In order for any virus to cause human disease it has to enter a cell – a lung cell, say – replicate, then leave the cell and go on to infect other cells: one viral particle enters, replicates ~1 million times, and each of those replicated particles attack other cells. The cycle continues and when enough of our cells are infected by the virus you get sick. And you stay sick until either your immune system makes enough antibodies to kill the pathogen or, if you’re lucky, there’s an anti-viral medicine you can take that kills it.
But what if, instead of attacking the virus on the backend of the disease process, you could prevent the virus from entering the cell in the first place?
The trick is to know what the viruses port of entry is and to somehow shut it down. With the coronavirus, we’ve known for some time that it docks at a protein port of entry called ACE2 (Angiotensin Converting Enzyme 2) that dots the surface of cells that line the mouth, airways and intestines, among others.
Researchers at the Univ. of Lethbridge in Canada (Igor Kovalchuk, MD, PhD, pictured above) have been studying the effects of cannabis on cancer since 2015. When they heard about coronavirus disease they reexamined their work to see if they had anything that might be of some help. And “Serendipitously, we noted that cannabis may also affect ACE2,” they said in their paper published last month.
So they designed a study that asked the question: Can high-CBD cannabis extracts be used to reduce the number of ACE2 protein receptors on the surface of cells that the coronavirus targets? In other words, can you reduce the number of viral ports of entry – the number of receptors – and thereby reduce the number of viral particles that get into the cell?
Answer: Yes, you can. The Lethbridge group found that select strains of high-CBD cannabis “significantly” reduced the number of ACE2 receptors on cells in the mouth, airways and intestines. As they told CTV News: “Cannabinoids decrease the number of [ACE2 receptors] by … 70 per cent, so it means the level of entry will be restricted. So, therefore, you have more chance to fight it.”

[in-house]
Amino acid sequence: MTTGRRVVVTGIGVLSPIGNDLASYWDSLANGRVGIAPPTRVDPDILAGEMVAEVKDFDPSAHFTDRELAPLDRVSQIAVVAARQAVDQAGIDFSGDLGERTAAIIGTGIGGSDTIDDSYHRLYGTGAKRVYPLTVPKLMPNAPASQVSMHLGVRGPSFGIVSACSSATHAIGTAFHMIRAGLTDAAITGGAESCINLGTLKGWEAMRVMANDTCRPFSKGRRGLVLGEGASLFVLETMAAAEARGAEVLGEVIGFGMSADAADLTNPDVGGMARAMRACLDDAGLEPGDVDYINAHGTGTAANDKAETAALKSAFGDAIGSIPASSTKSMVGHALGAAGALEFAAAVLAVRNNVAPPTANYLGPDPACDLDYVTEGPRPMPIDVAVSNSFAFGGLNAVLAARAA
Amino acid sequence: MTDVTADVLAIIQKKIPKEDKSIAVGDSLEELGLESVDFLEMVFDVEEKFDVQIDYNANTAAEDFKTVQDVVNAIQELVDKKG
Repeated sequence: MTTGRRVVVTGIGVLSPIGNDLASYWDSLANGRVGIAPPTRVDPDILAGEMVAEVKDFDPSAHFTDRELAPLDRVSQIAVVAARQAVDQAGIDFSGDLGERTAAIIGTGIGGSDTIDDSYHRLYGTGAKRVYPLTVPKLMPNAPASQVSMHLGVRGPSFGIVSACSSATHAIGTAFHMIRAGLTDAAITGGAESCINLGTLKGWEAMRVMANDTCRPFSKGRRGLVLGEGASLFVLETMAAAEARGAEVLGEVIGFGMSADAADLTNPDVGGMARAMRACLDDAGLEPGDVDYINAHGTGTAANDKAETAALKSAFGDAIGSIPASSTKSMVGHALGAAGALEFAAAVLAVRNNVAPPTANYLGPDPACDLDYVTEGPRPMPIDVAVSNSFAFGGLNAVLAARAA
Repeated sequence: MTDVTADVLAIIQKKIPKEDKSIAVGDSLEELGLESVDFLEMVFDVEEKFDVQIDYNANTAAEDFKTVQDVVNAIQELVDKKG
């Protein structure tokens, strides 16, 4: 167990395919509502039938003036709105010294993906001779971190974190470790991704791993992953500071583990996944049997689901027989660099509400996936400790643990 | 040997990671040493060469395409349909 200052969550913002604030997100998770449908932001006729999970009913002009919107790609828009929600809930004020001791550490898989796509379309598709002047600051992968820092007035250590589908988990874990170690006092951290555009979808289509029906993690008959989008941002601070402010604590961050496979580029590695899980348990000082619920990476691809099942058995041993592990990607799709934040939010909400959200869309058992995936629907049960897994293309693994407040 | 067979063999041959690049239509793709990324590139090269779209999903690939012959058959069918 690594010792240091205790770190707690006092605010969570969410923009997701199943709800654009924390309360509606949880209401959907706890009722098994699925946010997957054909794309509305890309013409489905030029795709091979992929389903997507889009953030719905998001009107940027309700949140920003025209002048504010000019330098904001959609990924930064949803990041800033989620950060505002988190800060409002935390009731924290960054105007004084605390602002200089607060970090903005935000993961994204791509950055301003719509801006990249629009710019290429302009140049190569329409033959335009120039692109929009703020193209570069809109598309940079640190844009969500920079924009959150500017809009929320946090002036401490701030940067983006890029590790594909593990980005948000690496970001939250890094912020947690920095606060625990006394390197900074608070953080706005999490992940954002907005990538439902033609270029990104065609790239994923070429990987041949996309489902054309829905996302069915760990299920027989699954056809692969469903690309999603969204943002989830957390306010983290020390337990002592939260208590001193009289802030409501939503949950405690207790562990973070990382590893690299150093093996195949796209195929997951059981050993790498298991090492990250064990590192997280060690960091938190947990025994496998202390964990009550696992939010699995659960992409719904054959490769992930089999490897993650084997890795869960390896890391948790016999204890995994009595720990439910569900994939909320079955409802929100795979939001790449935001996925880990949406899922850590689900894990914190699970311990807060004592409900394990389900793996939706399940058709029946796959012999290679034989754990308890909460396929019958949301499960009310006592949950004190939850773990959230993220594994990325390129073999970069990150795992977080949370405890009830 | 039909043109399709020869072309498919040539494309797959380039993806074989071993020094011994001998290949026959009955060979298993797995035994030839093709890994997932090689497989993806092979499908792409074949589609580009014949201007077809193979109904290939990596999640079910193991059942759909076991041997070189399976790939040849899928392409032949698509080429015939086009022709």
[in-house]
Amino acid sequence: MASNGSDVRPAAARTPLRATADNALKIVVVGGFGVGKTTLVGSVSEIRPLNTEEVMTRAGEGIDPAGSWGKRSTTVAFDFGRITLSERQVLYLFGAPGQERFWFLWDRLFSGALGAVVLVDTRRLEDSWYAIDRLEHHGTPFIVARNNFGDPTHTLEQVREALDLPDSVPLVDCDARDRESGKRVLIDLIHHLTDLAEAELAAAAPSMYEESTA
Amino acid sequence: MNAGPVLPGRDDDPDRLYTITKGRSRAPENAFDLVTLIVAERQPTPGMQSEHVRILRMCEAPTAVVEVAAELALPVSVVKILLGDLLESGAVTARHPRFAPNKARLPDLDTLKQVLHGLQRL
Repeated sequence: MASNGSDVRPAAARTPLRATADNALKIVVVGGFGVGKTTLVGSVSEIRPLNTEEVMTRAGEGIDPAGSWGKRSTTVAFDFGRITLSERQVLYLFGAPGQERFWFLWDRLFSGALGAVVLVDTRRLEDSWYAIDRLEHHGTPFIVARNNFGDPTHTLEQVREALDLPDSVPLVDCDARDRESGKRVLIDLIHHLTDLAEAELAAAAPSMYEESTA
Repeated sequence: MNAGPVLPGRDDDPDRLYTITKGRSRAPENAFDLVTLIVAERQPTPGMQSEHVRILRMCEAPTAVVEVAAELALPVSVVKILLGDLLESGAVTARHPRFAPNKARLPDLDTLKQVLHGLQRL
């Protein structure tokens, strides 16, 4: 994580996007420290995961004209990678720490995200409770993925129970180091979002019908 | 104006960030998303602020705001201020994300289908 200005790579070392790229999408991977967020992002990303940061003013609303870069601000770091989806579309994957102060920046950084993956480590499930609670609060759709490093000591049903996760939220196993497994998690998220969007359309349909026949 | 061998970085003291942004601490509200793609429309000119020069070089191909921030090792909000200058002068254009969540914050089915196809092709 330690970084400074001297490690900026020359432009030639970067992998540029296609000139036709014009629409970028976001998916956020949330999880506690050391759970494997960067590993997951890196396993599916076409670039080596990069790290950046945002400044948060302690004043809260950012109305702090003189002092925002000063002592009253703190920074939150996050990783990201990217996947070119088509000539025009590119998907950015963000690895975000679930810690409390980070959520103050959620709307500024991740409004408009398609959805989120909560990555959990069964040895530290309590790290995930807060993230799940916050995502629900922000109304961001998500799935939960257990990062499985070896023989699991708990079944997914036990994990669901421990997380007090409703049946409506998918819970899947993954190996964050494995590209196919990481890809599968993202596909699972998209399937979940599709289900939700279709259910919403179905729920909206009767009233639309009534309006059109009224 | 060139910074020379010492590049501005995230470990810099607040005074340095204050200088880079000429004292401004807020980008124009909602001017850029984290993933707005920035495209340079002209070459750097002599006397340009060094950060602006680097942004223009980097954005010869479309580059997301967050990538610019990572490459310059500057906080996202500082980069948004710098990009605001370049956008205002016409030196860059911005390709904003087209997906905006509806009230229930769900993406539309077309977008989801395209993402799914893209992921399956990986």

This “is a novel and crucial finding,” say the researchers. Importantly, their work could apply to other viruses as well:
Our results lay a foundation for further in-depth analysis of the effects of C. sativa on … COVID-19, as well as other viral diseases in which viruses use the ACE2 receptor as a molecular gateway.
And because the cells targeted by the coronavirus are quite accessible – in the mouth, airways and intestines – the researchers want to develop inexpensive and easy-to-use CBD-infused mouthwash, inhalers, oils and capsules for both clinic and at-home treatment.
As promising as all this is, the scientists point out a number of limitations with their work:
The results are strain specific. The Lethbridge team has developed over 800 different lines of cannabis and found that 13 of the 18 they tested lowered ACE2 levels to varying degrees. In other words, you can’t do this at home as there’s zero chance your local cannabis store will have one of the successfully tested strains.
Second, the high-CBD extracts were tested on human mouth, airway and intestinal tissue grown in the lab. This is SOP in medical research but only a necessary first step; animal and human studies need to follow.
Third, the CBD extracts were applied to the tissues to mimic applications by mouthwash, inhalers, oils, and capsules, but not – and this is crucial – application by smoking. In fact, the researchers caution that since “tobacco smoking increases ACE2 levels and exacerbates clinical outcomes of COVID-19, the effects of cannabis smoking on the levels of ACE2 expression should be carefully investigated” (italics added).
Notwithstanding the limitations the Lethbridge scientists are understandably elated: “We were totally stunned at first, and then we were really happy,” they told CTV News.
Here’s a brief video of the coronavirus-ACE2 docking complex. It references another therapeutic strategy, essentially putting ‘chewing gum’ on the coronavirus spike proteins so it can’t dock at the ACE2 receptor: